Unit One: International Law and U.S. Foreign Relations Law | Samuel Moyn | June 28, 2016

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Unit One: International Law and U.S. Foreign Relations Law

by Samuel Moyn Show/Hide
The goal of Unit One of the course is to step back from human rights to survey important elements of international law and U.S. foreign affairs law, to better understand the legal setting in which human rights can be claimed and enforced.
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    1. 2.2 Show/Hide More Permanent Court of International Justice, S.S. Lotus (France v. Turkey), 1927 PCIJ (Ser. A) No. 10 (1927), excerpt
      [The Lotus, a French ship, hit the Boz-Kourt, a Turkish ship, which sank, causing the death of eight Turkish nationals. After arrival at Istanbul, the Turkish government charged the Lieutenant Demons, the French officer on watch when the collision occurred, with crimes.]
    2. 2.3 Show/Hide More ICJ, Legality of the Threat or Use of Nuclear Weapons (1996), excerpt
      [The United Nations General Assembly asked the International Court of Justice for an advisory opinion on whether the threat or use of nuclear weapons is in any circumstance permitted under international law.]
    1. 3.3 Show/Hide More Medellin v. Texas
      Original Creator: Samuel Moyn
      Be sure to view the footnotes that have remained un-elided.
    1. 8.2 Show/Hide More ECtHR, Bankovic v. Belgium, Grand Chamber, App. No. 52207/99 (2001), excerpt
      [The applicants were citizens of the Federal Republic of Yugoslavia who either were injured or lost family members as a result of a NATO missile strike against the Serbian Radio and Television buildings in Belgrade in 1999. The application was brought against European states that were members of NATO, and alleged violations of the European human rights convention, although Serbia had not yet become a member of the Council of Europe, and so was not eligible to ratify the Convention. The respondent governments argued that the applicants were not covered by the Convention, because Article 1 required states parties to secure rights and freedoms only “to everyone within their jurisdiction.”]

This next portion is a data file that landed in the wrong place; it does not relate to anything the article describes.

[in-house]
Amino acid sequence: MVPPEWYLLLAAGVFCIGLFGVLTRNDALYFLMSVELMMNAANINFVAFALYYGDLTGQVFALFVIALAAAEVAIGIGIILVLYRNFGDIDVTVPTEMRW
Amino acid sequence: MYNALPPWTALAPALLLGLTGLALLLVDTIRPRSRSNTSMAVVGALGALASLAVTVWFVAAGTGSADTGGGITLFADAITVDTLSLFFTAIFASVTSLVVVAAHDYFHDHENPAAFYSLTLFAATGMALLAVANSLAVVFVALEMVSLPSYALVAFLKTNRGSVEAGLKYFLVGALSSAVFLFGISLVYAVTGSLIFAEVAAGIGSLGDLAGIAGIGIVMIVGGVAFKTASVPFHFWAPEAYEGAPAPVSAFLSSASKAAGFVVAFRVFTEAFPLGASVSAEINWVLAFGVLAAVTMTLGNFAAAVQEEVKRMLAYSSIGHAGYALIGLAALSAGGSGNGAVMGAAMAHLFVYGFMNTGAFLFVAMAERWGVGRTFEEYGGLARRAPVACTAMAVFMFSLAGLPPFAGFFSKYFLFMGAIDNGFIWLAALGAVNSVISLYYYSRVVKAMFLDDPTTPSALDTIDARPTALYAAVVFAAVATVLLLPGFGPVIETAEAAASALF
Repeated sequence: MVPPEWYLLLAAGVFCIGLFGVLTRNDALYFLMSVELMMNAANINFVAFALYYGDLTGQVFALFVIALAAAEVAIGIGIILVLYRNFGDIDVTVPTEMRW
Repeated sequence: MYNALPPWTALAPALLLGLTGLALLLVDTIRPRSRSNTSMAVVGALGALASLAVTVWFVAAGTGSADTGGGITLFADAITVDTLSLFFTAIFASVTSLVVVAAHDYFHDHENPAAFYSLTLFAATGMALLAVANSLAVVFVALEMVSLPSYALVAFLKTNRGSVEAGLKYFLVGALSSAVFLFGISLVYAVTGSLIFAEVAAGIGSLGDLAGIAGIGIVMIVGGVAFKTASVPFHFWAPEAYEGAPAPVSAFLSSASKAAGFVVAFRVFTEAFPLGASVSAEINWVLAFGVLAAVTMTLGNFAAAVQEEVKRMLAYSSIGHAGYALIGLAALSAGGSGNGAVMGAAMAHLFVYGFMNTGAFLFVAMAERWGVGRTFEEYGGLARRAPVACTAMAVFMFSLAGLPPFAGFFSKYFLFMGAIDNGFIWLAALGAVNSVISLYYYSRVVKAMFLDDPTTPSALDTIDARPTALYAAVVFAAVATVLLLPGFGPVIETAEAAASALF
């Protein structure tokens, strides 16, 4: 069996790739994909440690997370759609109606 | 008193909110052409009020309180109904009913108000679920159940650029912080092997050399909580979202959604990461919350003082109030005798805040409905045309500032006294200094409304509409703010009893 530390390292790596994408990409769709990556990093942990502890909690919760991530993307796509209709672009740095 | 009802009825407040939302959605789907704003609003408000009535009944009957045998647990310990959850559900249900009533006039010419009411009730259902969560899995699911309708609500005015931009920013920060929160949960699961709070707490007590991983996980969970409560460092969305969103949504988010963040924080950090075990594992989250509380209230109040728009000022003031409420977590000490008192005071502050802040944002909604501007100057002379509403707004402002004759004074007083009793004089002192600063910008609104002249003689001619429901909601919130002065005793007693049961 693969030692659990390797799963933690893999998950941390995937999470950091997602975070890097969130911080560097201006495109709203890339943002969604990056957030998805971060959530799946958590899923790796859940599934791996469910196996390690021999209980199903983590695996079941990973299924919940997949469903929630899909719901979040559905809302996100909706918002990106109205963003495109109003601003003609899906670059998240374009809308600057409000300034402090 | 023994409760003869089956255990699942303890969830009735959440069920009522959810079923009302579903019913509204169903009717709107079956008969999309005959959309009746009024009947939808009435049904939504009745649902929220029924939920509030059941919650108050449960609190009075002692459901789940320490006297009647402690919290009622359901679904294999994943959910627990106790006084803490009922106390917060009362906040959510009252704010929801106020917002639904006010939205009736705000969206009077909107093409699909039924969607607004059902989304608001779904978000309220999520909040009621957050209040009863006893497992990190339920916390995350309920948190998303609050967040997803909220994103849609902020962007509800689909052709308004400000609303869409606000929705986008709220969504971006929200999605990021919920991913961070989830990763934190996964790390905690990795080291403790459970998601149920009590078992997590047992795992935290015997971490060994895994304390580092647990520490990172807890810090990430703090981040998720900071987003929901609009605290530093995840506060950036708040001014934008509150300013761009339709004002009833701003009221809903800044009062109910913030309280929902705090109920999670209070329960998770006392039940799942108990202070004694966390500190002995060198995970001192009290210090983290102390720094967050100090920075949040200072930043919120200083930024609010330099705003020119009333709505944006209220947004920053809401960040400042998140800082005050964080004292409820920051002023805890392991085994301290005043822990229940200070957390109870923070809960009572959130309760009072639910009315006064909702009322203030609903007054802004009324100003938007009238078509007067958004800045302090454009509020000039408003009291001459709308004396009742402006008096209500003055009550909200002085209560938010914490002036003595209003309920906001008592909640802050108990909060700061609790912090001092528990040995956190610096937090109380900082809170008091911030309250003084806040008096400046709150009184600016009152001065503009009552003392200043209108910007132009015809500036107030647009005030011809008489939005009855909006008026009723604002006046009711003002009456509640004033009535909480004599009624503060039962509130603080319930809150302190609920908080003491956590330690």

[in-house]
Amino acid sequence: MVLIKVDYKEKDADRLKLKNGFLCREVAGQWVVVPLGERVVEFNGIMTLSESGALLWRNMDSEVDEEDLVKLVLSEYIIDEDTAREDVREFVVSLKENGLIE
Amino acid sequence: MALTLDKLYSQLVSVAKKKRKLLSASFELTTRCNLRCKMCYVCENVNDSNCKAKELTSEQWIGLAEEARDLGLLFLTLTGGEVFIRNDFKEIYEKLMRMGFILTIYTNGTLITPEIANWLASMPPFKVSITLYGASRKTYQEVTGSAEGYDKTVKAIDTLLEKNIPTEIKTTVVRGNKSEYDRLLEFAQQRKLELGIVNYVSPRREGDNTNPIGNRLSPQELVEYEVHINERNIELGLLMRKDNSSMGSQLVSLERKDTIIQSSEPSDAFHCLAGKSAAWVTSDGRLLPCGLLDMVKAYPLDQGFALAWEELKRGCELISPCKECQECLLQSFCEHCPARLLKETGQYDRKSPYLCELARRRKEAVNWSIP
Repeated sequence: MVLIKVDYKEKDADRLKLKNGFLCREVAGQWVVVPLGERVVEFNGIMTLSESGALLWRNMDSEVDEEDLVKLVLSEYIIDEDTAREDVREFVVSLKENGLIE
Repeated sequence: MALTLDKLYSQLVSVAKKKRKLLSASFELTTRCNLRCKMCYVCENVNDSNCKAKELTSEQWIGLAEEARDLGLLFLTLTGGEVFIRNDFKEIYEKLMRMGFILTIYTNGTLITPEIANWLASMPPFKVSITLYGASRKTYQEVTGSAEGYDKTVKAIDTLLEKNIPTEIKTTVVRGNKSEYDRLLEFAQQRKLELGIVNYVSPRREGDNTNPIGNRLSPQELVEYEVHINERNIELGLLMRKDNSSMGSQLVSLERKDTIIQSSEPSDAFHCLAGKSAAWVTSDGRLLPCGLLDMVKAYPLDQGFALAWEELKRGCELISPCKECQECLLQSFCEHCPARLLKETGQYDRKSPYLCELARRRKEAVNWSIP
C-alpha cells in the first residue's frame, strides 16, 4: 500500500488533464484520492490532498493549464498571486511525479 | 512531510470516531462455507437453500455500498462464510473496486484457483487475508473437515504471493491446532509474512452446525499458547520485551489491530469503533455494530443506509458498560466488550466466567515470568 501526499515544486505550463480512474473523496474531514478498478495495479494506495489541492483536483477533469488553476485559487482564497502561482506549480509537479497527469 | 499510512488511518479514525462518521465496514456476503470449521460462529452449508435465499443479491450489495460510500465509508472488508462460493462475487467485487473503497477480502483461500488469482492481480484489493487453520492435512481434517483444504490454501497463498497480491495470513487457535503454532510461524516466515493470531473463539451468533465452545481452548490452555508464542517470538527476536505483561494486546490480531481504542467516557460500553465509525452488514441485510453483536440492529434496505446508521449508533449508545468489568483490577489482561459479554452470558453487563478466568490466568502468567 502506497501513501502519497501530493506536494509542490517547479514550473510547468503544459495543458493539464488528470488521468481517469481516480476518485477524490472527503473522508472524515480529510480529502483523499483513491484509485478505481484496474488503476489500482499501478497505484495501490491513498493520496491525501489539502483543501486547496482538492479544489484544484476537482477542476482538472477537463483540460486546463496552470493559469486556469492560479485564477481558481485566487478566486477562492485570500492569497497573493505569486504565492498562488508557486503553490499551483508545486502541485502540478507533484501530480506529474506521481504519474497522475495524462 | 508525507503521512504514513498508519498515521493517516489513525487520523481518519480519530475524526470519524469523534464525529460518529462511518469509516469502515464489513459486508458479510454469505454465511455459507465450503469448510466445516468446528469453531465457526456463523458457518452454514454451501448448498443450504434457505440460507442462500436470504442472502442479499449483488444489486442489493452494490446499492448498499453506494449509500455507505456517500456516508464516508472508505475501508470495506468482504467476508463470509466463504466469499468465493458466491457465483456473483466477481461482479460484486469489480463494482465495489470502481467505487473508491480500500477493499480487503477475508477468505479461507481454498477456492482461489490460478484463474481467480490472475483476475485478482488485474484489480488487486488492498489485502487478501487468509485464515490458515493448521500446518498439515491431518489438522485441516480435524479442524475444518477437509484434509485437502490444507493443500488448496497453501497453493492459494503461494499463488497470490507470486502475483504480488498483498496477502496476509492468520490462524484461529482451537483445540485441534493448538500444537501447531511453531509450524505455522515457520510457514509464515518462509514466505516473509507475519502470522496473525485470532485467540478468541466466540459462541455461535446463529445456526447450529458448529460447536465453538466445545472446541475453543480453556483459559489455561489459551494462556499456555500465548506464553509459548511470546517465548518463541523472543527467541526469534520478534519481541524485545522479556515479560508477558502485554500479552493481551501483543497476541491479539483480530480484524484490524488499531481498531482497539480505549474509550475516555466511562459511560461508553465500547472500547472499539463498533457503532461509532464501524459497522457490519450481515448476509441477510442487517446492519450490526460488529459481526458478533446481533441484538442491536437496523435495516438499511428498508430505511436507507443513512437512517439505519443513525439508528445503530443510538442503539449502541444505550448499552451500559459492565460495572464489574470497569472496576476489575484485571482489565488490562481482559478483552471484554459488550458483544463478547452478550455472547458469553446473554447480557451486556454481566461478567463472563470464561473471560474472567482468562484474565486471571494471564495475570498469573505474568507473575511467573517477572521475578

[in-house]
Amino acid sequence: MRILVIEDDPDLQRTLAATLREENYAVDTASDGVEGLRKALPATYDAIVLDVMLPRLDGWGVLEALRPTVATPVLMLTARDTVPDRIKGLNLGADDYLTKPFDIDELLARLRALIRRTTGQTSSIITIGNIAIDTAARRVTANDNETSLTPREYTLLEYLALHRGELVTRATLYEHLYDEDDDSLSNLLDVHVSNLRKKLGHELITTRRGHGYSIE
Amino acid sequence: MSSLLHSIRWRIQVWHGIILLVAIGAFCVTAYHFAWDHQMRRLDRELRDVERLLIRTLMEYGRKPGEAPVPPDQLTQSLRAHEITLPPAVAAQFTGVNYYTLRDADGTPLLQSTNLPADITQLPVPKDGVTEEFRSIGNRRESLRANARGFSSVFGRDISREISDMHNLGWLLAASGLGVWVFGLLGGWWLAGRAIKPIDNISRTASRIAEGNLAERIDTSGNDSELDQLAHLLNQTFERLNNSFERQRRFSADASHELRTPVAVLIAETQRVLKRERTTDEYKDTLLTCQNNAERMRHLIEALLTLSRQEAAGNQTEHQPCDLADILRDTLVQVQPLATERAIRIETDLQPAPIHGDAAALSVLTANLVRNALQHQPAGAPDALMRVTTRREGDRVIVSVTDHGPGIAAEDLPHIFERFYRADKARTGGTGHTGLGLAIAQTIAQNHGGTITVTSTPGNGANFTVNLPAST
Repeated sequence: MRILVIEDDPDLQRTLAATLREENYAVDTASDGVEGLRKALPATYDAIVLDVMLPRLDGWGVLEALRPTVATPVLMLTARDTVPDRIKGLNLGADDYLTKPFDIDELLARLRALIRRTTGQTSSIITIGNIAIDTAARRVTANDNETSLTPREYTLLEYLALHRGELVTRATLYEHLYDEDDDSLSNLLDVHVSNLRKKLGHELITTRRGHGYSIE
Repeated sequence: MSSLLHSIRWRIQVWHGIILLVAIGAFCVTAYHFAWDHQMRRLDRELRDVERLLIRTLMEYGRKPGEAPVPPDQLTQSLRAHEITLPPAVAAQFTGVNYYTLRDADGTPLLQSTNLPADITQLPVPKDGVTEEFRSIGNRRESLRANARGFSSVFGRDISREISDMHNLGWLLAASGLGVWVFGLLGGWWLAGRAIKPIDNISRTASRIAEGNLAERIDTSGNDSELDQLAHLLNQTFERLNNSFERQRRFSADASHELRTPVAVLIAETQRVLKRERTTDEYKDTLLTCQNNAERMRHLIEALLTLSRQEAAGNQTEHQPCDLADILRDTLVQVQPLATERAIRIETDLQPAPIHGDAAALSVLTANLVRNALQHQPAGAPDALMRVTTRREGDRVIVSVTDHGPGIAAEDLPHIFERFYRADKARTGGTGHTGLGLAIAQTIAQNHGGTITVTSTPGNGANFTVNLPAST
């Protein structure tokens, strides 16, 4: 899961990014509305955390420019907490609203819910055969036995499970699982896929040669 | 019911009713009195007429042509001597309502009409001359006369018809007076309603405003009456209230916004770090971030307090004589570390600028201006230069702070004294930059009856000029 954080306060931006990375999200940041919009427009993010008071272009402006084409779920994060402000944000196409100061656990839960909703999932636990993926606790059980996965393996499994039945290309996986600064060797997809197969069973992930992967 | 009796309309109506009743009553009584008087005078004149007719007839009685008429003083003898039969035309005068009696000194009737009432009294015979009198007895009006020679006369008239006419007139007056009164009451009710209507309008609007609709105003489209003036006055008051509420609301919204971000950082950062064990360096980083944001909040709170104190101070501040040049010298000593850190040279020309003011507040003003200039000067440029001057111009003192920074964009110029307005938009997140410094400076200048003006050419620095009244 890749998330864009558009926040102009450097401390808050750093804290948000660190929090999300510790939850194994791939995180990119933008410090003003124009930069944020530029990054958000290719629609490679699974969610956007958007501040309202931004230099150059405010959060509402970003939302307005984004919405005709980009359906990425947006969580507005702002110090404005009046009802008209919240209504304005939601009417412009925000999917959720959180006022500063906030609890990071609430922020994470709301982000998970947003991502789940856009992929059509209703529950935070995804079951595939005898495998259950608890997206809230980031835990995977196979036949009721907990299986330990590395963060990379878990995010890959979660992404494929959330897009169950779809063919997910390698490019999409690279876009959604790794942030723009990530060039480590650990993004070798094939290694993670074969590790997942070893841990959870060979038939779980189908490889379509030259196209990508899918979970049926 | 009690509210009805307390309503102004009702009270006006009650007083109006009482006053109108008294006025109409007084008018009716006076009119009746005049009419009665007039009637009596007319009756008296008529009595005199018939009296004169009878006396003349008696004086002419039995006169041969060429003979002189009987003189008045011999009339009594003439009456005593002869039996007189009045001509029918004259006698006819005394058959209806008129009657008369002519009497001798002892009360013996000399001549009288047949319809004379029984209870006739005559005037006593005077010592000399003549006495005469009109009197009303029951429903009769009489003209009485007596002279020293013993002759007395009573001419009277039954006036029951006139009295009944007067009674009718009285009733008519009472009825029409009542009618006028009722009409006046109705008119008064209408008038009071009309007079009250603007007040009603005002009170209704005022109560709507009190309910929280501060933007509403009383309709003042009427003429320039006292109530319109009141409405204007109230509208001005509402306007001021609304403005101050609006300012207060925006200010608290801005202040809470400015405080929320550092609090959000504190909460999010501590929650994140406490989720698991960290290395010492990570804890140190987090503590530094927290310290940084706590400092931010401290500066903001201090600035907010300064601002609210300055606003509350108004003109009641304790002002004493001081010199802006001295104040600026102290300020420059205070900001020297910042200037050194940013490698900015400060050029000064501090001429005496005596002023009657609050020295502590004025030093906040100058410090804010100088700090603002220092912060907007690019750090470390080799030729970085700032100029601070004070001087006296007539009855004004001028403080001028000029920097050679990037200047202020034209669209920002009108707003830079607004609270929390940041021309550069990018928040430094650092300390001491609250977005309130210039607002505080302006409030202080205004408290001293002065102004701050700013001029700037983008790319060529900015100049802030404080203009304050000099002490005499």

2. 8.3 Show/Hide More ECtHR, Al-Skeini v. United Kingdom, Grand Chamber, App. No. 55721/07 (2011), excerpt
      [The case involved six Iraqi civilians killed in Basrah during the British military occupation in 2003. Some were allegedly killed by British troops on patrol; one may have died in cross-fire between British troops and insurgents; and one was arrested and died as a result of abuse in custody on a British military base in Basrah. Their relatives challenged the adequacy of the investigations of their deaths by the British military authorities under Article 2 of the European Convention. The House of Lords had held that only the victim who died in custody had been within the jurisdiction of the United Kingdom for purposes of the European Convention.]
    3. 8.4 Show/Hide More ECtHR, Bankovic v. Belgium, Grand Chamber, App. No. 52207/99 (2001), excerpt
      [The applicants were citizens of the Federal Republic of Yugoslavia who either were injured or lost family members as a result of a NATO missile strike against the Serbian Radio and Television buildings in Belgrade in 1999. The application was brought against European states that were members of NATO, and alleged violations of the European human rights convention, although Serbia had not yet become a member of the Council of Europe, and so was not eligible to ratify the Convention. The respondent governments argued that the applicants were not covered by the Convention, because Article 1 required states parties to secure rights and freedoms only “to everyone within their jurisdiction.”]
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September 09, 2016

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Samuel Moyn

Harvard Law School

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